But your only thinking in terms of that business as an isolated entity. When in fact there are things like location, what are the prices of the other golf courses around them, are they looking for repeat customers. Is the price low enough that no matter what, someone will come out and play because all the other courses are packed. There's alot more to consider. Also consider this.
think of it this way, lets say they get 100 golfers in a day, that's 25 foursomes
For the $25 dollar model, you get $2500 dollars
So what would be the amount of people needed to reach $2500 dollars under the $34 dollar model, 74 golfers. 6.5 less foursomes. So unless they don't see a 26.5% drop in golfers, they will make more money under the $34 dollar model.
That's the beauty of math, you can up the value, as long as you don't see a larger percentage drop in customers as you do in the percentage increase in price, you will make more money.
Not true. In fact I mentioned competition in the passage you quoted. I understand the various decision making variables.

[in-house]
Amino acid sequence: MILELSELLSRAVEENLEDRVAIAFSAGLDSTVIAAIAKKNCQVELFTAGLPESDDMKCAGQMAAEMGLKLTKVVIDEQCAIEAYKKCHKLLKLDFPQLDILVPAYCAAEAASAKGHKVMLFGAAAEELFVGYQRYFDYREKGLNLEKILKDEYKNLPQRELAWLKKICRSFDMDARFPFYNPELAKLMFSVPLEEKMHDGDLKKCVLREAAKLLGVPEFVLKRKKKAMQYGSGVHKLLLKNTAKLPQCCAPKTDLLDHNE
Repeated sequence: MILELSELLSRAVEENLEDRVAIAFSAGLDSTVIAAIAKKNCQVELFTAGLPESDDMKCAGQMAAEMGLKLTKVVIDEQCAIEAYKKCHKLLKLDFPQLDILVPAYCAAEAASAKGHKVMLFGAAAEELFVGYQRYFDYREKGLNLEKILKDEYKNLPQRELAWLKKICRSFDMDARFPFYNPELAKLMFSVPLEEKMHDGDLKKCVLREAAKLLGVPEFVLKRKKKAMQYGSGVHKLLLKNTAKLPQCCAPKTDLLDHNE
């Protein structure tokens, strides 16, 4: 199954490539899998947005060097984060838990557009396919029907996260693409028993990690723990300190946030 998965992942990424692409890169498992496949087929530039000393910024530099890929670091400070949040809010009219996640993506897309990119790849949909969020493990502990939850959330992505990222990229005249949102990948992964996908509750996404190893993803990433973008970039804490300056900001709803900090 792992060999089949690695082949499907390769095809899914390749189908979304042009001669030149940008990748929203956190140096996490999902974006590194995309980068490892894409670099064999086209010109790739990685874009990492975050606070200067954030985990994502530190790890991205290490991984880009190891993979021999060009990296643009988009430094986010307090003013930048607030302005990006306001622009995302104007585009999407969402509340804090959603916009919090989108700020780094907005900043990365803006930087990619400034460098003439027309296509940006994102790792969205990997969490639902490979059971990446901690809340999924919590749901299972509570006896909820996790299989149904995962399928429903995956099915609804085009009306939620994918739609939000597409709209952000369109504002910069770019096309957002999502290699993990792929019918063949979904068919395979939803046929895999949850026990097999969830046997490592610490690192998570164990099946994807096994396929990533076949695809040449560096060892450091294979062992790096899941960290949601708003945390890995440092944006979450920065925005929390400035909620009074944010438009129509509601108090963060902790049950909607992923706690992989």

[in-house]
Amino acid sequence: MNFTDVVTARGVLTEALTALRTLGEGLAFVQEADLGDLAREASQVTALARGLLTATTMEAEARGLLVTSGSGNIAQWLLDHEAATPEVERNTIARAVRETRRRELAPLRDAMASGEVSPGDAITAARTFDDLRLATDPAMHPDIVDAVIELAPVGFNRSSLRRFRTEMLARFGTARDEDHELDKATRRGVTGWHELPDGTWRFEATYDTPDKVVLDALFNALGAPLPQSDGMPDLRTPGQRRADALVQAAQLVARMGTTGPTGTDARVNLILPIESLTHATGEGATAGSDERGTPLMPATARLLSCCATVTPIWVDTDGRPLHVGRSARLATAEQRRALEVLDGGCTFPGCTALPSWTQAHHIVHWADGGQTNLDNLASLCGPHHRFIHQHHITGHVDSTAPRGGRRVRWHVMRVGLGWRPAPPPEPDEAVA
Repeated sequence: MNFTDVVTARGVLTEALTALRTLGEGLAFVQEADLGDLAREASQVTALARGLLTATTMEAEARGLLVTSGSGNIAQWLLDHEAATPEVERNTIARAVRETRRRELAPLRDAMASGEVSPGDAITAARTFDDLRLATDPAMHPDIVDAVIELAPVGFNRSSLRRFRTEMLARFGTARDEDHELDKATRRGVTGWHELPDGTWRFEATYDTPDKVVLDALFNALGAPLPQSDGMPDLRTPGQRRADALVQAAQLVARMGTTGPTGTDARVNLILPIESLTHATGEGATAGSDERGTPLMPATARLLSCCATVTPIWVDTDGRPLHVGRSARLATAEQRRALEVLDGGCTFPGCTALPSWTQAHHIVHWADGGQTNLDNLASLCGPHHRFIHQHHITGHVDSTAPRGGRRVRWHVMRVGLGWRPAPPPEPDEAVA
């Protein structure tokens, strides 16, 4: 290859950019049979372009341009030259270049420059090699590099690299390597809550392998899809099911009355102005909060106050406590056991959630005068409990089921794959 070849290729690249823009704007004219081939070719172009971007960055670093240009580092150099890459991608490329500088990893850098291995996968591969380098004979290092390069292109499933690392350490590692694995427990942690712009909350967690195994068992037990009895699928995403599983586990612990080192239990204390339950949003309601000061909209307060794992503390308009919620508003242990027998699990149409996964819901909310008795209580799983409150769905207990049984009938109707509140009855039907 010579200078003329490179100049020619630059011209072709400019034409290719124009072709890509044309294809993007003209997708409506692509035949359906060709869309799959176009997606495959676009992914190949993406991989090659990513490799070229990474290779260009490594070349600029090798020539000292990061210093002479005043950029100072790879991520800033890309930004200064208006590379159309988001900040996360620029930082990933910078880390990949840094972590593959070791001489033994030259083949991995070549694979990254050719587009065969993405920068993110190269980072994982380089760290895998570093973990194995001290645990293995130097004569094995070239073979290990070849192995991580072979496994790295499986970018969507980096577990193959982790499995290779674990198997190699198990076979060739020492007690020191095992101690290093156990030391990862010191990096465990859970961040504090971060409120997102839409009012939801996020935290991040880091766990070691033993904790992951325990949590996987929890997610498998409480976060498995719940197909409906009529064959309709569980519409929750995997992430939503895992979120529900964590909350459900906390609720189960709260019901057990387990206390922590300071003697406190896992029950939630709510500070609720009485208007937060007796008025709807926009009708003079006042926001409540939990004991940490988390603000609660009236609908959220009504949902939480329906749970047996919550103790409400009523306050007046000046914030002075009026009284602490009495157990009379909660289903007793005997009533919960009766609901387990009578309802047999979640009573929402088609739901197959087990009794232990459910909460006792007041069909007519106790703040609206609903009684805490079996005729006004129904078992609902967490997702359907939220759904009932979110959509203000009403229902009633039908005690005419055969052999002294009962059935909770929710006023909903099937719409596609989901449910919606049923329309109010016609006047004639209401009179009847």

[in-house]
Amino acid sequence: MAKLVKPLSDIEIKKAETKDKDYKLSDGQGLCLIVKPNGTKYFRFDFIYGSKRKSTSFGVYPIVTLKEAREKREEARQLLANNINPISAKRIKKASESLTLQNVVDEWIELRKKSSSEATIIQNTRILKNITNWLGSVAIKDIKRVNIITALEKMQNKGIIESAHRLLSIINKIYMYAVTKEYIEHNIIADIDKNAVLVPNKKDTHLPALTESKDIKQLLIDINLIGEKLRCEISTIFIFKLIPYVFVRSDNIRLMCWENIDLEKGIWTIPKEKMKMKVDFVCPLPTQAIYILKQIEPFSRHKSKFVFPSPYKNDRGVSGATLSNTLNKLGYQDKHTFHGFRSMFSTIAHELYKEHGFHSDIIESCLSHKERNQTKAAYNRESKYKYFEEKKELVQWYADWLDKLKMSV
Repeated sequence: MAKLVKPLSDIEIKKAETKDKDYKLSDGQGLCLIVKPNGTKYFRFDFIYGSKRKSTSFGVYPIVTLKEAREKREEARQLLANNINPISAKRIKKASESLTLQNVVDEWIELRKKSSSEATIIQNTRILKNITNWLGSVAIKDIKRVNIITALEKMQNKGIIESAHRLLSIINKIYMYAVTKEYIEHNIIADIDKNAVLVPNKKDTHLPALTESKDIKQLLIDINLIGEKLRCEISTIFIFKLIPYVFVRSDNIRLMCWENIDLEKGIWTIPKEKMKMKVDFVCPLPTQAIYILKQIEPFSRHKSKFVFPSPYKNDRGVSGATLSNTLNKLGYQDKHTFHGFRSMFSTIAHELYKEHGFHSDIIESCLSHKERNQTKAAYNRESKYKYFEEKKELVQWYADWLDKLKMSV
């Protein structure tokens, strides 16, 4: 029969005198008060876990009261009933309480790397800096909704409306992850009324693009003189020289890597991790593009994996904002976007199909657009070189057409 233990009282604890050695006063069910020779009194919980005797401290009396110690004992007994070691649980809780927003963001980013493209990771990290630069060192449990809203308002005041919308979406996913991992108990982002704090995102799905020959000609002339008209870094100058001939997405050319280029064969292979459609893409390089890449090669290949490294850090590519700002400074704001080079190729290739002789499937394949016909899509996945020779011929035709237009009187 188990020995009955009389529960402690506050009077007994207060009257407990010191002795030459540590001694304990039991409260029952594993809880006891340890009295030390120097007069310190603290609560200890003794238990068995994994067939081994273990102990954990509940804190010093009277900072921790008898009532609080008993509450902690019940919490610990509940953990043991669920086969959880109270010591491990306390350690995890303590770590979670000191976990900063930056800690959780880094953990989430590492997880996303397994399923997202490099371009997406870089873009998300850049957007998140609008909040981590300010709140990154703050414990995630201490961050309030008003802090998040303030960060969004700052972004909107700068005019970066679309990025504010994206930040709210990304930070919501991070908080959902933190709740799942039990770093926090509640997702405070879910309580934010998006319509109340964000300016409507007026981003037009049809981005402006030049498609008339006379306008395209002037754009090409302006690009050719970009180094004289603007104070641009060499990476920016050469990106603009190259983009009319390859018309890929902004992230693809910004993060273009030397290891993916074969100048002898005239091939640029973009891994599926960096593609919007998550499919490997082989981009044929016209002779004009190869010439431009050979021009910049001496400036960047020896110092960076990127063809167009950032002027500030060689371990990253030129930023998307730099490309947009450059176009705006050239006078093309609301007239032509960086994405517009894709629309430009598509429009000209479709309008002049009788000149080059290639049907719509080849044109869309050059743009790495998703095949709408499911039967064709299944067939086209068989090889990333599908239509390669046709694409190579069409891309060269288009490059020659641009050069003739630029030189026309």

If there are few courses in the area they can get away with this policy which is a good business decision. I understand the math but personally if a course I played lowered conditions and raised rates that much, I'd stop playing unless there is no decent alternative which may be the case. We don't have a lot of information on this situation. It would be good if the course owner came out and said that this is needed to complete the renovations and that it's an investment towards a better golfing experience in the future.
I'm in the Metro Detroit area where there is no shortage of quality public golf. If a course did that here it would quickly go out of business.